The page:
Dem AGs join front lines of Trump opposition

Dem AGs join front lines of Trump opposition
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Democratic state attorneys general are taking a leading role in fighting the Trump administration’s environmental policies. 

Top legal officers from blue states, led by New York Attorney General Eric Schneiderman, have gone to court to challenge the Environmental Protection Agency’s (EPA) attempt to repeal the Clean Power Plan. They’re also fighting the Energy Department’s delay of energy efficiency standards. 

“We anticipate being significantly involved because President Trump has made clear his intention to roll back the Clean Power Plan and to increase the carbon footprint here in America,” said Connecticut Attorney General George Jepsen. 


“I feel very much in the mainstream here,” Jepsen added. “But I stress that these issues, while they might have their locus on the environment, have an economic impact as well, in addition to public health.”

Schneiderman, Jepsen and 15 other state attorneys general and the top legal officers from a handful of localities have sought this month to prevent the Trump administration from halting a court case against the Clean Power Plan while the EPA reviews the policy.

The Clean Power Plan requires the power plant sector to curb its carbon emissions. 

The state attorneys plan to keep fighting to preserve the plan, including if Trump seeks to repeal it through a new regulation. 

Meanwhile, a legal coalition that includes nine of the attorneys general sued the Energy Department over its delay of six energy efficiency rules covering appliances like ceiling fans and commercial boilers. 

Democratic attorneys general have lined up against Trump on other issues as well. Washington’s Bob Ferguson and Hawaii’s Doug Chin, for example, have notched wins against Trump’s executive order banning travel to the United States from several countries. That policy remains in legal limbo. 


State attorneys general have long used their power to shape federal policy, and their involvement in a case can have a significant impact, often giving litigants legal standing to challenge the government. 

“From a legal perspective, it’s really helpful for a state to be on the case,” said Mark Templeton, head of the environmental law clinic at the University of Chicago’s law school, and a former environmental regulator in Missouri. 

“There are specific and useful state interests in these national policies.”

But Peter Glaser, an environmental attorney at Troutman Sanders who works for industry clients, said he doesn’t think the involvement of Democratic attorneys general will necessarily sway the courts.

“These states have been in these cases for a long time, and their arguments tend to be virtually identical to the environmentalists,” said Glaser, who represents the National Mining Association in the Clean Power Plan lawsuit.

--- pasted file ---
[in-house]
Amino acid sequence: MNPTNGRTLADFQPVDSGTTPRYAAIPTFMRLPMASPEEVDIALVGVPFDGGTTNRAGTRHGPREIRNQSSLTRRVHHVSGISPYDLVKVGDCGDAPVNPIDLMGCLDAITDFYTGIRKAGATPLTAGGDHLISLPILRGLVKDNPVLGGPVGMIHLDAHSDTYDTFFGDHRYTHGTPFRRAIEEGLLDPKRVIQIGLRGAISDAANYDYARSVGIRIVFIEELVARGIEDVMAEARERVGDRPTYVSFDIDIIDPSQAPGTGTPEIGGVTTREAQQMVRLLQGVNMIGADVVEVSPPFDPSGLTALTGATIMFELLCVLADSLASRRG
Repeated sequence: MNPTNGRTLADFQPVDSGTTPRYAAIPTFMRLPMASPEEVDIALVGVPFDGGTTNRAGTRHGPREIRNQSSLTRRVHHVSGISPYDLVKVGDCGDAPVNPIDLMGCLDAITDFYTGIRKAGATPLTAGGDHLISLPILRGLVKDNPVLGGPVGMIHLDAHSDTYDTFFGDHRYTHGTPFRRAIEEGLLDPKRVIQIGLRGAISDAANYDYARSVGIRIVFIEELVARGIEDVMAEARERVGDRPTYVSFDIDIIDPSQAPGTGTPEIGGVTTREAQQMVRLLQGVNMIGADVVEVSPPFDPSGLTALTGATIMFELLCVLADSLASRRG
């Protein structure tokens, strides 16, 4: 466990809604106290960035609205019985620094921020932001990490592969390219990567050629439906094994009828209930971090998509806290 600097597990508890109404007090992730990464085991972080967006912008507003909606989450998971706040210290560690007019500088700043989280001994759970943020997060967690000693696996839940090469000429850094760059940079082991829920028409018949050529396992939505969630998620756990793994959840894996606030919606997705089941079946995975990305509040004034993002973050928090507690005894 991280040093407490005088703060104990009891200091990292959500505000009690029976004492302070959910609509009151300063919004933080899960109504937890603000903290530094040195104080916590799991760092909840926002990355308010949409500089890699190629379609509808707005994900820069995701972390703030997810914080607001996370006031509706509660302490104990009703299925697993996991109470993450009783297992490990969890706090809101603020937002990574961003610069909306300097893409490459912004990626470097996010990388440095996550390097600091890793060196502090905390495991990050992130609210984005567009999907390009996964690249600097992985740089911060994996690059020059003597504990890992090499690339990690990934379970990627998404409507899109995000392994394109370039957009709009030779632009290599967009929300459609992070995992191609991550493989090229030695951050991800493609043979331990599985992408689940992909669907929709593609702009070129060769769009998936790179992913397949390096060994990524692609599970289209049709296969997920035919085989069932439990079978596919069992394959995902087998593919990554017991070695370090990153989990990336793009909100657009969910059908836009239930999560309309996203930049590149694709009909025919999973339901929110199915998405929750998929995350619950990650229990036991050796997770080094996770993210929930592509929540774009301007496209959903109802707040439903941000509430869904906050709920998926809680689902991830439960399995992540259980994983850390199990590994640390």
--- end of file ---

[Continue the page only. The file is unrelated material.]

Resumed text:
“I think the fact that it’s coming from states might add something additional optically … but in the end, it’s similar arguments, and courts will make up their minds based on how they see the facts and the law.”

Aside from notching policy victories, the court battles generate headlines and attention, often giving attorneys general a springboard to higher offices like governor or senator. 

“The beauty from a political perspective is that it’s both great policy and great politics,” said Colm O’Comartun, a principal at state policy strategy firm 50 State and a former executive director of the Democratic Governors Association. 

“This is one that is very effective with their base, is consistent with what Democrats think Democratic elected representatives should be doing — which is promoting health and safety — and is a great way to come together as a group and have a louder voice.” 

Environmental protection is a winning issue with the Democratic base, so being involved is “an amazing place to be,” he said.

Numerous attorneys general from both parties have gone on to higher office, including New York Gov. Andrew Cuomo (D), Alaska Sen. Dan Sullivan (R), and even Trump’s EPA administrator, Scott Pruitt, who sued the Obama administration more than a dozen times as Oklahoma’s attorney general.

James Tierney, who fought the Reagan administration on acid rain prevention as Maine’s Democratic attorney general, said the legal fights have grown more partisan over the years. 

“It used to be we did this all on a bipartisan basis,” he said.

“I was a Democrat, but the Vermont AG [John Easton] was a Republican, and we frankly didn’t notice much whether somebody was a Democrat or Republican, we just went in and did it.”